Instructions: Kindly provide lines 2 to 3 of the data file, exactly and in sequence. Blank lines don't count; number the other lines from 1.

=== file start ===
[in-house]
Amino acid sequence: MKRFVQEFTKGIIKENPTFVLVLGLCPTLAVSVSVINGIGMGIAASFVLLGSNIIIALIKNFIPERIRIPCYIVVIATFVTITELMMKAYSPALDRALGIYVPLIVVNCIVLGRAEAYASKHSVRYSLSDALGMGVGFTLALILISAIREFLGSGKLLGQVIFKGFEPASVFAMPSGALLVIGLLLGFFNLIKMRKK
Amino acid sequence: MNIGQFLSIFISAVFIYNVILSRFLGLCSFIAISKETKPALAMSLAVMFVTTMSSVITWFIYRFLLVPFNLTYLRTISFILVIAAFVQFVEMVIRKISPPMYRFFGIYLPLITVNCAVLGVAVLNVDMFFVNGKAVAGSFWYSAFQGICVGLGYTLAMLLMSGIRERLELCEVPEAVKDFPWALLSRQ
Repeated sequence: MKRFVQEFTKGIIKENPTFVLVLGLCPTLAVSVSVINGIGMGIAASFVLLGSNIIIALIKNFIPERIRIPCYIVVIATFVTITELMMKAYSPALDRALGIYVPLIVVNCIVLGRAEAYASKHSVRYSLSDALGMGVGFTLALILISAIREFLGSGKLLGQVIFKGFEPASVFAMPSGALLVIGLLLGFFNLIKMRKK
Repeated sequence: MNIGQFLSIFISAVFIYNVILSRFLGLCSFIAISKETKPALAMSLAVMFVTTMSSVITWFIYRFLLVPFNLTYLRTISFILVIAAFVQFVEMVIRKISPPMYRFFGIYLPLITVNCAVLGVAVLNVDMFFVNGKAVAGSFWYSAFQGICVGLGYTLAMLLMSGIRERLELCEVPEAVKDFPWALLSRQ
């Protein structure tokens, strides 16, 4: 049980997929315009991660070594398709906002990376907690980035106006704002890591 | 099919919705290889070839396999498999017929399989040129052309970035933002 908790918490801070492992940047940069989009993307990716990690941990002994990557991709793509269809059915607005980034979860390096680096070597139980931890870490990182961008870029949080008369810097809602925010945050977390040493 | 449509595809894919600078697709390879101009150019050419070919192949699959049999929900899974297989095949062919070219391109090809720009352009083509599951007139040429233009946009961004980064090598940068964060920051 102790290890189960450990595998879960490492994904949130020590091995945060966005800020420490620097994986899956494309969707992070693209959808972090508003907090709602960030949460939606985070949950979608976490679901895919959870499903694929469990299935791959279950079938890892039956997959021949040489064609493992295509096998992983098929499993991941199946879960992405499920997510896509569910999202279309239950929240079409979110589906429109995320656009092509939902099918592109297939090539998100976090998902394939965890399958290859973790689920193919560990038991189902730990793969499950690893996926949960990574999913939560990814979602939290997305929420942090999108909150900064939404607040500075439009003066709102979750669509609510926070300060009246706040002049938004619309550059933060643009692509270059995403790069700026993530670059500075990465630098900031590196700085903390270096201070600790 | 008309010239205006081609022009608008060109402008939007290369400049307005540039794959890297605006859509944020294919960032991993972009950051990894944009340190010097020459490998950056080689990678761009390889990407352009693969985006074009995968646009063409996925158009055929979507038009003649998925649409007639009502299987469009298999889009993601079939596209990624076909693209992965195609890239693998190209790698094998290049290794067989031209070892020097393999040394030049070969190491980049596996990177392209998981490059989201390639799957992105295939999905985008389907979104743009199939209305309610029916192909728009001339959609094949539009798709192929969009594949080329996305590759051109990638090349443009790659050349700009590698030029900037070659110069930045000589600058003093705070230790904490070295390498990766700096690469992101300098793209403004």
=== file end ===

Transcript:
Amino acid sequence: MKRFVQEFTKGIIKENPTFVLVLGLCPTLAVSVSVINGIGMGIAASFVLLGSNIIIALIKNFIPERIRIPCYIVVIATFVTITELMMKAYSPALDRALGIYVPLIVVNCIVLGRAEAYASKHSVRYSLSDALGMGVGFTLALILISAIREFLGSGKLLGQVIFKGFEPASVFAMPSGALLVIGLLLGFFNLIKMRKK
Amino acid sequence: MNIGQFLSIFISAVFIYNVILSRFLGLCSFIAISKETKPALAMSLAVMFVTTMSSVITWFIYRFLLVPFNLTYLRTISFILVIAAFVQFVEMVIRKISPPMYRFFGIYLPLITVNCAVLGVAVLNVDMFFVNGKAVAGSFWYSAFQGICVGLGYTLAMLLMSGIRERLELCEVPEAVKDFPWALLSRQ